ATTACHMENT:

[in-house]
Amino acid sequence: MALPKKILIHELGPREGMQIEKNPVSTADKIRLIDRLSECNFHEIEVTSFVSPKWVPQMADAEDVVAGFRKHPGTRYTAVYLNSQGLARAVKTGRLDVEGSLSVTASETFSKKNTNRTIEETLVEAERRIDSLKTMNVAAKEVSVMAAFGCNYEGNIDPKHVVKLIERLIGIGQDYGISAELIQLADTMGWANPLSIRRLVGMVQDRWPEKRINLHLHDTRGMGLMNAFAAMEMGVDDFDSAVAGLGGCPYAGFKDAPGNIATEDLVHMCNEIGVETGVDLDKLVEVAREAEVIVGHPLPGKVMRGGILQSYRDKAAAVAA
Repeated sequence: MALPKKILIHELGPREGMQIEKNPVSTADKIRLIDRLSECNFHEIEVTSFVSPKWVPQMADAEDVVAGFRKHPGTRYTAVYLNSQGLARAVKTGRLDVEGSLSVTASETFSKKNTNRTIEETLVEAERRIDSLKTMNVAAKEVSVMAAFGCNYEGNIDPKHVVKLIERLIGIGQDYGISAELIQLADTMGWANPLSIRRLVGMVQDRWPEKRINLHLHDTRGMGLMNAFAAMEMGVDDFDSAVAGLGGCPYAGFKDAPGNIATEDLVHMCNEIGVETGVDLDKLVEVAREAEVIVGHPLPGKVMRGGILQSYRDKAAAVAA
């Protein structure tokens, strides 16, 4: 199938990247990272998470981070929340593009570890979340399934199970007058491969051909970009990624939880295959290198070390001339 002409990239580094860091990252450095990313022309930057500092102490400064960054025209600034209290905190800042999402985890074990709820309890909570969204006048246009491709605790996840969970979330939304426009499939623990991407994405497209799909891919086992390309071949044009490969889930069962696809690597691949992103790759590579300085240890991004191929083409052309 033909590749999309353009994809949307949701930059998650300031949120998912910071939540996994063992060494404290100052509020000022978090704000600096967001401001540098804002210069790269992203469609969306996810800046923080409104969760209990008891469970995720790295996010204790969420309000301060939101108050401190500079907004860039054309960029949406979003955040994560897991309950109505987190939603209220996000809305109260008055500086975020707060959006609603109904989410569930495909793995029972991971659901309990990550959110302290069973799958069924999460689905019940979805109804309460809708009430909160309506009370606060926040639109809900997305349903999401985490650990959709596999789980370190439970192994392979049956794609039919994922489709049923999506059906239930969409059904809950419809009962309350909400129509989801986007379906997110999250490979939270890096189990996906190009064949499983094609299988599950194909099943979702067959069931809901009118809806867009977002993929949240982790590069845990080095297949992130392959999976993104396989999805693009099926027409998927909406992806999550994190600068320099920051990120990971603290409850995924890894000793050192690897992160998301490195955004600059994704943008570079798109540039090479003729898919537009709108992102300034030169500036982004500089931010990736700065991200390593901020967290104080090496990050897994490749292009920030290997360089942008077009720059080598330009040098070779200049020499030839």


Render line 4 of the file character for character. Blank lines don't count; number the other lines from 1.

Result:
């Protein structure tokens, strides 16, 4: 199938990247990272998470981070929340593009570890979340399934199970007058491969051909970009990624939880295959290198070390001339 002409990239580094860091990252450095990313022309930057500092102490400064960054025209600034209290905190800042999402985890074990709820309890909570969204006048246009491709605790996840969970979330939304426009499939623990991407994405497209799909891919086992390309071949044009490969889930069962696809690597691949992103790759590579300085240890991004191929083409052309 033909590749999309353009994809949307949701930059998650300031949120998912910071939540996994063992060494404290100052509020000022978090704000600096967001401001540098804002210069790269992203469609969306996810800046923080409104969760209990008891469970995720790295996010204790969420309000301060939101108050401190500079907004860039054309960029949406979003955040994560897991309950109505987190939603209220996000809305109260008055500086975020707060959006609603109904989410569930495909793995029972991971659901309990990550959110302290069973799958069924999460689905019940979805109804309460809708009430909160309506009370606060926040639109809900997305349903999401985490650990959709596999789980370190439970192994392979049956794609039919994922489709049923999506059906239930969409059904809950419809009962309350909400129509989801986007379906997110999250490979939270890096189990996906190009064949499983094609299988599950194909099943979702067959069931809901009118809806867009977002993929949240982790590069845990080095297949992130392959999976993104396989999805693009099926027409998927909406992806999550994190600068320099920051990120990971603290409850995924890894000793050192690897992160998301490195955004600059994704943008570079798109540039090479003729898919537009709108992102300034030169500036982004500089931010990736700065991200390593901020967290104080090496990050897994490749292009920030290997360089942008077009720059080598330009040098070779200049020499030839």